Over the course of the day-long trip, I exposed more than 300 individual photos using two cameras, while recording more than an hour of video for the company archives.
On a whirlwind trip to Belgium, France and Germany in Spring 1999, I made this long telephoto image of the high-speed Thalys departing Brussels Midi for Paris.
I was working with my original Nikon N90S that I’d bought secondhand from Mike Gardner two years earlier fitted with a Tokina 400mm fixed telephoto that I bought from Doug Moore in the early 1990s.
Most unusual was I was working with a short-lived slide film emulsion sold as Fujichrome MS 100/1000 that offered variable ISO through push/pull processing.
I’d rated this film at ISO 200, which gave me an extra stop over the Fujichrome Sensia II (ISO 100) that I normally used. Fuji offered processing for this film that came with a special mailer on which you would tick a box to select the desired ISO for processing.
The lighting was also unusual: it had been raining, but shafts of diffused sun light were peaking through heavy fast moving clouds.
The effect of the 400mm lens compressed the complex array of track on approach to the busy Brussels terminal.
Two weeks ago on our northward journey, Kris Sabbatino and I paused at Wells River to photograph the Vermont Rail System freight that we had been shadowing.
Over the years I’ve photographed the former Boston & Maine routes around Well River on various occasions several times, but until this most recent trip, I never managed to catch a train in motion on this infamous span.
Infamous because, back in 1984, this bridge had been damaged and effectively shut the line to traffic until it was repaired.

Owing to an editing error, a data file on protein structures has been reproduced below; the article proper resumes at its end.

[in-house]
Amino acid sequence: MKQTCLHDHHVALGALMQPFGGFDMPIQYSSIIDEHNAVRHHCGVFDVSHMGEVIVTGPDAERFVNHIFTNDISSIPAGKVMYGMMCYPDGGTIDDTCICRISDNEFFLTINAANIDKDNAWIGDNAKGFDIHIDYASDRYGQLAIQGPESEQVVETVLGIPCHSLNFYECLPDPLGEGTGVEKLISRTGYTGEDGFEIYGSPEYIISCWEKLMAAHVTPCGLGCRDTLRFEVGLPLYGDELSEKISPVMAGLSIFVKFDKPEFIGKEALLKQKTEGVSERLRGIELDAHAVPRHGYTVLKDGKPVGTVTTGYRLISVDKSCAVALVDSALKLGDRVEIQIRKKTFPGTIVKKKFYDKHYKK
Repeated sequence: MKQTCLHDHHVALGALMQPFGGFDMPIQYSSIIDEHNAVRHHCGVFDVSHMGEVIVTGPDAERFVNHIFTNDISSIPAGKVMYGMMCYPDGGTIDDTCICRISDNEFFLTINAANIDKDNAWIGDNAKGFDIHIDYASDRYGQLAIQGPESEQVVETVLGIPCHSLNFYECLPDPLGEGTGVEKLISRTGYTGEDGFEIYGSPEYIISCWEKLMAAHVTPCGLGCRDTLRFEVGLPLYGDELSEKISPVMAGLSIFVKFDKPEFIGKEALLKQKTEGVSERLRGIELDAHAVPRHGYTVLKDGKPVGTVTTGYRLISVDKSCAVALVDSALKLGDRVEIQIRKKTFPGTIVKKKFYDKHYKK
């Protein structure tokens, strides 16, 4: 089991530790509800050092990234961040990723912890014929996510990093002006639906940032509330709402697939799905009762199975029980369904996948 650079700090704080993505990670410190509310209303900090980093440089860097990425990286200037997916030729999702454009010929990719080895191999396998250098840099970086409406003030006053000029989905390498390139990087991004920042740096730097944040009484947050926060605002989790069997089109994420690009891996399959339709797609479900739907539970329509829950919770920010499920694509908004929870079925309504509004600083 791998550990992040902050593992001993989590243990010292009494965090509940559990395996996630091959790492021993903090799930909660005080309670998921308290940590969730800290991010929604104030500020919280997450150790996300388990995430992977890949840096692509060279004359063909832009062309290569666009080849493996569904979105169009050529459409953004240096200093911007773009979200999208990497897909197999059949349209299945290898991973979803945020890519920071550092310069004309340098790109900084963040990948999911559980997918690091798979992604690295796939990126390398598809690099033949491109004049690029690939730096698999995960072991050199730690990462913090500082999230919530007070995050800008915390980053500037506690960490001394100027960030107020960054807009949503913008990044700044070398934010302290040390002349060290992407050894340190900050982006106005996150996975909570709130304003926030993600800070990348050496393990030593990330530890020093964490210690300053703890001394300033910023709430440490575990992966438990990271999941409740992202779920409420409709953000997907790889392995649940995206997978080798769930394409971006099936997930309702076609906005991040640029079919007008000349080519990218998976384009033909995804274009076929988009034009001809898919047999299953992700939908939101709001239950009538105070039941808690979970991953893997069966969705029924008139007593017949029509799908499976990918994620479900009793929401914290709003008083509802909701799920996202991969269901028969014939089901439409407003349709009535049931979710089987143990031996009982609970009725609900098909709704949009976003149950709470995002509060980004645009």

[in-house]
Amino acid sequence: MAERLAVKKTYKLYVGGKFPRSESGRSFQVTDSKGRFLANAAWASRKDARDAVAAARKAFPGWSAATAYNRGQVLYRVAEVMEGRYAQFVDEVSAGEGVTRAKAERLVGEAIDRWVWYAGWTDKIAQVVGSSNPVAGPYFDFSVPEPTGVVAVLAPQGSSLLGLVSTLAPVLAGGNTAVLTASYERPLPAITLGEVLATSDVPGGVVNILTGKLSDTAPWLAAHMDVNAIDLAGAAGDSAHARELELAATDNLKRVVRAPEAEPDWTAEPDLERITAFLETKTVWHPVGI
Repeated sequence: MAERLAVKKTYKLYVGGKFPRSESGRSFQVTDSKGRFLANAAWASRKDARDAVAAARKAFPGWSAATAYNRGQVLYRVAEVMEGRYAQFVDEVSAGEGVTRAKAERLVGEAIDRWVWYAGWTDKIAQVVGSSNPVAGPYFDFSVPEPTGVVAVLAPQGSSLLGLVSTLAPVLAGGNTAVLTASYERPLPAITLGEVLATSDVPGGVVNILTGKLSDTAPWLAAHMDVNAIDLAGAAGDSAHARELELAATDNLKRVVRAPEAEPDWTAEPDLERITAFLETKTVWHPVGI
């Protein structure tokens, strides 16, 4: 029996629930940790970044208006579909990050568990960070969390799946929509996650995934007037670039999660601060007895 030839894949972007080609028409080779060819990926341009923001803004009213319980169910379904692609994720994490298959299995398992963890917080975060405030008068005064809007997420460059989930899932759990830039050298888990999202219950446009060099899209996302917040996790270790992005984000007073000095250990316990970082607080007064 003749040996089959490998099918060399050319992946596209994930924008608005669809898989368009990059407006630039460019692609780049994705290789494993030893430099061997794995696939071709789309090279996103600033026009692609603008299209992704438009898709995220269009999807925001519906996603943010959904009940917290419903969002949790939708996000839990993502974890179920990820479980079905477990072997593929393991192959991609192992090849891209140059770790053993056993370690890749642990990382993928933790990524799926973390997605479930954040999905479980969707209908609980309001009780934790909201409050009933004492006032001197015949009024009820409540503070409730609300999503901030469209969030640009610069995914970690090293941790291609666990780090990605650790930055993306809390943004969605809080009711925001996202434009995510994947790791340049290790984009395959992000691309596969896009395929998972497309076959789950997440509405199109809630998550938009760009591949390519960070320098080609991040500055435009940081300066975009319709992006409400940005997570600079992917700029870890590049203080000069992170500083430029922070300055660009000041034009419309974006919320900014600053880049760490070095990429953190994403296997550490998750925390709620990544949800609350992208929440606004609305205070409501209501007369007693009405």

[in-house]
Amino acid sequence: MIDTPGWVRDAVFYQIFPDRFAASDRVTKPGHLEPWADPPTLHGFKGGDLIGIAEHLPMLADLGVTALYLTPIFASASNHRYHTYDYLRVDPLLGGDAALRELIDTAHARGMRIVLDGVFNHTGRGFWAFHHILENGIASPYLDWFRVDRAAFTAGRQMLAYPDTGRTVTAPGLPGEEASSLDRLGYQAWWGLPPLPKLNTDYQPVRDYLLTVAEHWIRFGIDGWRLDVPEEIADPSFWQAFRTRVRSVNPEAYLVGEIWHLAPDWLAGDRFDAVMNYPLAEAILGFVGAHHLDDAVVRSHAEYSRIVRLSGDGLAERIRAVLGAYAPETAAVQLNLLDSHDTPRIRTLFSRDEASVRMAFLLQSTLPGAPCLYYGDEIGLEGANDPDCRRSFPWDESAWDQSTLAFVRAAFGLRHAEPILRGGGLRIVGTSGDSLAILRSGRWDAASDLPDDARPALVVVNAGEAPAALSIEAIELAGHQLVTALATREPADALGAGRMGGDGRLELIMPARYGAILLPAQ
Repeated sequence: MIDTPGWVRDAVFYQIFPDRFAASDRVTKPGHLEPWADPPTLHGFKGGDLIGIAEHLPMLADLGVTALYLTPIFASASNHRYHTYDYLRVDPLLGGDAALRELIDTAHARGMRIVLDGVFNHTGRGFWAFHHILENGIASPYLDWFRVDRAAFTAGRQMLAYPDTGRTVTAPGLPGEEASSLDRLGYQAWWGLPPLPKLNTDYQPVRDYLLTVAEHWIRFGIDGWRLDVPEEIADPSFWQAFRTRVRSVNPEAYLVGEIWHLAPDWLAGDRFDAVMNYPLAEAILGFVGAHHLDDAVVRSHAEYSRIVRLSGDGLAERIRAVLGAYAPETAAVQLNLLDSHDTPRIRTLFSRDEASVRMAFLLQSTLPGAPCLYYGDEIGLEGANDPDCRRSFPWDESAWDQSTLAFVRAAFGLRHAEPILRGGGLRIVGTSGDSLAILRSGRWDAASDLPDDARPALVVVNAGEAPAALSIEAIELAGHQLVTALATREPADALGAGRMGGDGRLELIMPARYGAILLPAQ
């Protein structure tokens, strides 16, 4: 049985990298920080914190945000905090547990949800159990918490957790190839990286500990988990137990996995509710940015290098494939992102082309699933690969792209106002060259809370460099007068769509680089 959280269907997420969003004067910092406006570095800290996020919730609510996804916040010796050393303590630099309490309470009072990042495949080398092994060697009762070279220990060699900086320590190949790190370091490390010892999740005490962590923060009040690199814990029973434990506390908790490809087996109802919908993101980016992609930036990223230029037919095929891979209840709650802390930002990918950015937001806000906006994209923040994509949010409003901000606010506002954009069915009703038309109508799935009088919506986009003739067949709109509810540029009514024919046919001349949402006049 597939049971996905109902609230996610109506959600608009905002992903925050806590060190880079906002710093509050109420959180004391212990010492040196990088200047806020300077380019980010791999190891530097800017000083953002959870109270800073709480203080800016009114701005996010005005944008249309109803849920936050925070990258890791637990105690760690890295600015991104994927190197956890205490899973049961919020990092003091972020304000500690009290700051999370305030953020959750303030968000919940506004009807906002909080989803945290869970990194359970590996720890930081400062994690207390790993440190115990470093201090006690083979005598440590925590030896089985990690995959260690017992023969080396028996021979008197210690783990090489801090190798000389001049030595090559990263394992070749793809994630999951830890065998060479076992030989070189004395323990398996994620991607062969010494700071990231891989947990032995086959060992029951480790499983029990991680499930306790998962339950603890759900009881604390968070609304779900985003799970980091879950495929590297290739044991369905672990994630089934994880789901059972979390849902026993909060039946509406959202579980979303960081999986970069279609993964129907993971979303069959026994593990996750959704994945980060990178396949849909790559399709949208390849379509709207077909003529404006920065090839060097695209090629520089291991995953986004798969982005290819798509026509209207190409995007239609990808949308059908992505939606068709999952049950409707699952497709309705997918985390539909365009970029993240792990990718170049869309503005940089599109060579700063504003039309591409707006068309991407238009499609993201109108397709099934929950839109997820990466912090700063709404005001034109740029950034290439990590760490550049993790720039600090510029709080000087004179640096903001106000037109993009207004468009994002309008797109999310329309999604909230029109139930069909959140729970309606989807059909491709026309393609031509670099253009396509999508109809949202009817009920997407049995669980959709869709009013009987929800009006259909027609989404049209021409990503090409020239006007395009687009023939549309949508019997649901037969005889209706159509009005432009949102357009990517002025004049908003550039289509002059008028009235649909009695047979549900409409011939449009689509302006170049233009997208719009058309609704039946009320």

Exposed using my Nikon Z6 with 24-70mm lens.
Tracking the Light is a Daily Blog on Railway Photography.
On the evening of November 27, 2003, I used my old Contax G2 rangefinder to expose this Fujichrome Sensia color slide of Irish Rail’s Nenagh Branch train departing Roscrea, County Tipperary.
This was toward the end of regular locomotive hauled trains on the branch. A few weeks later Irish Rail’s 2700-series diesel railcars would assume most of the runs on this branch, although locomotives with sets Cravens carriages would still occasionally make an appearance on the line into 2004.
Last Monday, March 8, 2021, Kris Sabbatino and I, followed New England Central’s southward 611 freight.
I drove us to my old standby location at East Northfield, where the NECR line toward Palmer, Massachusetts and New London, Connecticut diverges from the old Boston & Maine Connecticut River line (now operated by Pan Am Southern).
As the train approached I exposed a series of photos using my Nikon Z6.
I’ve displayed two variations of the same image.
The top image is a camera generated JPG with color set to Nikon’s Vivid profile.
The bottom image I created from the NEF RAW file in Adobe Lightroom by manipulating color, contrast, and saturation to emulate my FujiFilm XT1’s in-camera ‘Velvia’ mode.
My Nikon Z6 Mirrorless camera is an amazing tool for capturing images.
It has a tremendous ability to capture detail across a broad dynamic range.
Its RAW (NEF) files allow for a high degree of exposure latitude and post processing adjustment.
It’s unadjusted files are the closest to ‘true’ color of any camera that I have owned.